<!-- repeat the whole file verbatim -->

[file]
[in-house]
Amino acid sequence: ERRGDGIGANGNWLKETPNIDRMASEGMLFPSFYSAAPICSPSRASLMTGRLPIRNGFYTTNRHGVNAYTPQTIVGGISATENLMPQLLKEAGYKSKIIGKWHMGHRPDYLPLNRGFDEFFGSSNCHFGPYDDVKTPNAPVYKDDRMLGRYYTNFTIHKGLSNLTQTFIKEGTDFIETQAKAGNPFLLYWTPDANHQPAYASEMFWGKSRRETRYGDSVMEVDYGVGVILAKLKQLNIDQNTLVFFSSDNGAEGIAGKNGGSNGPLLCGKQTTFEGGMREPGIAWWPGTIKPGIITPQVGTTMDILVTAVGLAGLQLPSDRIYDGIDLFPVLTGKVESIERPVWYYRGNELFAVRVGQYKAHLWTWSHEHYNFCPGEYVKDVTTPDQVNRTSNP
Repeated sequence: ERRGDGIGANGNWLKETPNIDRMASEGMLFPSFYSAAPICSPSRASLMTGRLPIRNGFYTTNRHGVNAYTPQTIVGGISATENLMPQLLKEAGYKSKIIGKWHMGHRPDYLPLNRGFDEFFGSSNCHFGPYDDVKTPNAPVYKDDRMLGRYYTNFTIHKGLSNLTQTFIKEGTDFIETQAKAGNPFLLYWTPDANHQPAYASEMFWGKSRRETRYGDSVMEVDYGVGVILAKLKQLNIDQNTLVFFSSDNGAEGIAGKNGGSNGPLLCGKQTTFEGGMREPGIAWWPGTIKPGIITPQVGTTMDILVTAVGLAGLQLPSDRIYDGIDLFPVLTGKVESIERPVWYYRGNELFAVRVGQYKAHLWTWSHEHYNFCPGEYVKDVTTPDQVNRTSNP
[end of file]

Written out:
[in-house]
Amino acid sequence: ERRGDGIGANGNWLKETPNIDRMASEGMLFPSFYSAAPICSPSRASLMTGRLPIRNGFYTTNRHGVNAYTPQTIVGGISATENLMPQLLKEAGYKSKIIGKWHMGHRPDYLPLNRGFDEFFGSSNCHFGPYDDVKTPNAPVYKDDRMLGRYYTNFTIHKGLSNLTQTFIKEGTDFIETQAKAGNPFLLYWTPDANHQPAYASEMFWGKSRRETRYGDSVMEVDYGVGVILAKLKQLNIDQNTLVFFSSDNGAEGIAGKNGGSNGPLLCGKQTTFEGGMREPGIAWWPGTIKPGIITPQVGTTMDILVTAVGLAGLQLPSDRIYDGIDLFPVLTGKVESIERPVWYYRGNELFAVRVGQYKAHLWTWSHEHYNFCPGEYVKDVTTPDQVNRTSNP
Repeated sequence: ERRGDGIGANGNWLKETPNIDRMASEGMLFPSFYSAAPICSPSRASLMTGRLPIRNGFYTTNRHGVNAYTPQTIVGGISATENLMPQLLKEAGYKSKIIGKWHMGHRPDYLPLNRGFDEFFGSSNCHFGPYDDVKTPNAPVYKDDRMLGRYYTNFTIHKGLSNLTQTFIKEGTDFIETQAKAGNPFLLYWTPDANHQPAYASEMFWGKSRRETRYGDSVMEVDYGVGVILAKLKQLNIDQNTLVFFSSDNGAEGIAGKNGGSNGPLLCGKQTTFEGGMREPGIAWWPGTIKPGIITPQVGTTMDILVTAVGLAGLQLPSDRIYDGIDLFPVLTGKVESIERPVWYYRGNELFAVRVGQYKAHLWTWSHEHYNFCPGEYVKDVTTPDQVNRTSNP